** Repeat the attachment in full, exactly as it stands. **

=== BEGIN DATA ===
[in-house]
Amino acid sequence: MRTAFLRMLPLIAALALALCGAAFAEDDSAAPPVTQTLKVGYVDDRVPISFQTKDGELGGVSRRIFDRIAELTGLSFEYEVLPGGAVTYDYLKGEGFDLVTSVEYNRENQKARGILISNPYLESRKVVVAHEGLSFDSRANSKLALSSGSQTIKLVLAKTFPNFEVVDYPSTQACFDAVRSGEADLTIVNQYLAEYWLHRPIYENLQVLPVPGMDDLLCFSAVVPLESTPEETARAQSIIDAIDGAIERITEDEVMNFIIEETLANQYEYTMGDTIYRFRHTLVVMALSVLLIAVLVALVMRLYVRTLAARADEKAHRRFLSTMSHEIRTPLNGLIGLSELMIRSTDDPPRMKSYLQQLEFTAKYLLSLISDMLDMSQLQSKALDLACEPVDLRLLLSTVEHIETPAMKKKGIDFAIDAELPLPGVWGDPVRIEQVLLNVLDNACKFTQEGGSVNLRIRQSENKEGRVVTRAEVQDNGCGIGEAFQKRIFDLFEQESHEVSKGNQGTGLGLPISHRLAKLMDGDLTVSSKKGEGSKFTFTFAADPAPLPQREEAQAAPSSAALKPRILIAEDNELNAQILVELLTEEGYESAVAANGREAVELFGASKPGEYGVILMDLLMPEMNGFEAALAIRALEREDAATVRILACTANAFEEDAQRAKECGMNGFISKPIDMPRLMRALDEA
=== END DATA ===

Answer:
[in-house]
Amino acid sequence: MRTAFLRMLPLIAALALALCGAAFAEDDSAAPPVTQTLKVGYVDDRVPISFQTKDGELGGVSRRIFDRIAELTGLSFEYEVLPGGAVTYDYLKGEGFDLVTSVEYNRENQKARGILISNPYLESRKVVVAHEGLSFDSRANSKLALSSGSQTIKLVLAKTFPNFEVVDYPSTQACFDAVRSGEADLTIVNQYLAEYWLHRPIYENLQVLPVPGMDDLLCFSAVVPLESTPEETARAQSIIDAIDGAIERITEDEVMNFIIEETLANQYEYTMGDTIYRFRHTLVVMALSVLLIAVLVALVMRLYVRTLAARADEKAHRRFLSTMSHEIRTPLNGLIGLSELMIRSTDDPPRMKSYLQQLEFTAKYLLSLISDMLDMSQLQSKALDLACEPVDLRLLLSTVEHIETPAMKKKGIDFAIDAELPLPGVWGDPVRIEQVLLNVLDNACKFTQEGGSVNLRIRQSENKEGRVVTRAEVQDNGCGIGEAFQKRIFDLFEQESHEVSKGNQGTGLGLPISHRLAKLMDGDLTVSSKKGEGSKFTFTFAADPAPLPQREEAQAAPSSAALKPRILIAEDNELNAQILVELLTEEGYESAVAANGREAVELFGASKPGEYGVILMDLLMPEMNGFEAALAIRALEREDAATVRILACTANAFEEDAQRAKECGMNGFISKPIDMPRLMRALDEA